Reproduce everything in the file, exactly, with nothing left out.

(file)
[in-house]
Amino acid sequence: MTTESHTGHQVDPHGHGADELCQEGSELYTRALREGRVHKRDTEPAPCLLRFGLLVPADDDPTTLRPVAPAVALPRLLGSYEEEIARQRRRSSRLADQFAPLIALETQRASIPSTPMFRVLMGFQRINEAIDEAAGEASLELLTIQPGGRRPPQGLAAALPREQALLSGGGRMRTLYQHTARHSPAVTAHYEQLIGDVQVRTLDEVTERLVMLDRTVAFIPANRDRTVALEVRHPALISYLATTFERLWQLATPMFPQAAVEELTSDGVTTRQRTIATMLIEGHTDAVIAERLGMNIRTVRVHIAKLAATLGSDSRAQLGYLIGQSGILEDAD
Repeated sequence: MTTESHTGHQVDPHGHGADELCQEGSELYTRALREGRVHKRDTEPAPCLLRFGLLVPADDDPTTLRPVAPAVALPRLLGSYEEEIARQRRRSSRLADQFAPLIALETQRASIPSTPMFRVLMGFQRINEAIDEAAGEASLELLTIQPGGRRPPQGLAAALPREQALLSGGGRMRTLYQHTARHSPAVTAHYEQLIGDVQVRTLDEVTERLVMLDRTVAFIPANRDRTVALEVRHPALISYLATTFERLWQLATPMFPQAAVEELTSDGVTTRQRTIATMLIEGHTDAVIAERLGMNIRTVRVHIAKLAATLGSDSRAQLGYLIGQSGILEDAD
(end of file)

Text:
[in-house]
Amino acid sequence: MTTESHTGHQVDPHGHGADELCQEGSELYTRALREGRVHKRDTEPAPCLLRFGLLVPADDDPTTLRPVAPAVALPRLLGSYEEEIARQRRRSSRLADQFAPLIALETQRASIPSTPMFRVLMGFQRINEAIDEAAGEASLELLTIQPGGRRPPQGLAAALPREQALLSGGGRMRTLYQHTARHSPAVTAHYEQLIGDVQVRTLDEVTERLVMLDRTVAFIPANRDRTVALEVRHPALISYLATTFERLWQLATPMFPQAAVEELTSDGVTTRQRTIATMLIEGHTDAVIAERLGMNIRTVRVHIAKLAATLGSDSRAQLGYLIGQSGILEDAD
Repeated sequence: MTTESHTGHQVDPHGHGADELCQEGSELYTRALREGRVHKRDTEPAPCLLRFGLLVPADDDPTTLRPVAPAVALPRLLGSYEEEIARQRRRSSRLADQFAPLIALETQRASIPSTPMFRVLMGFQRINEAIDEAAGEASLELLTIQPGGRRPPQGLAAALPREQALLSGGGRMRTLYQHTARHSPAVTAHYEQLIGDVQVRTLDEVTERLVMLDRTVAFIPANRDRTVALEVRHPALISYLATTFERLWQLATPMFPQAAVEELTSDGVTTRQRTIATMLIEGHTDAVIAERLGMNIRTVRVHIAKLAATLGSDSRAQLGYLIGQSGILEDAD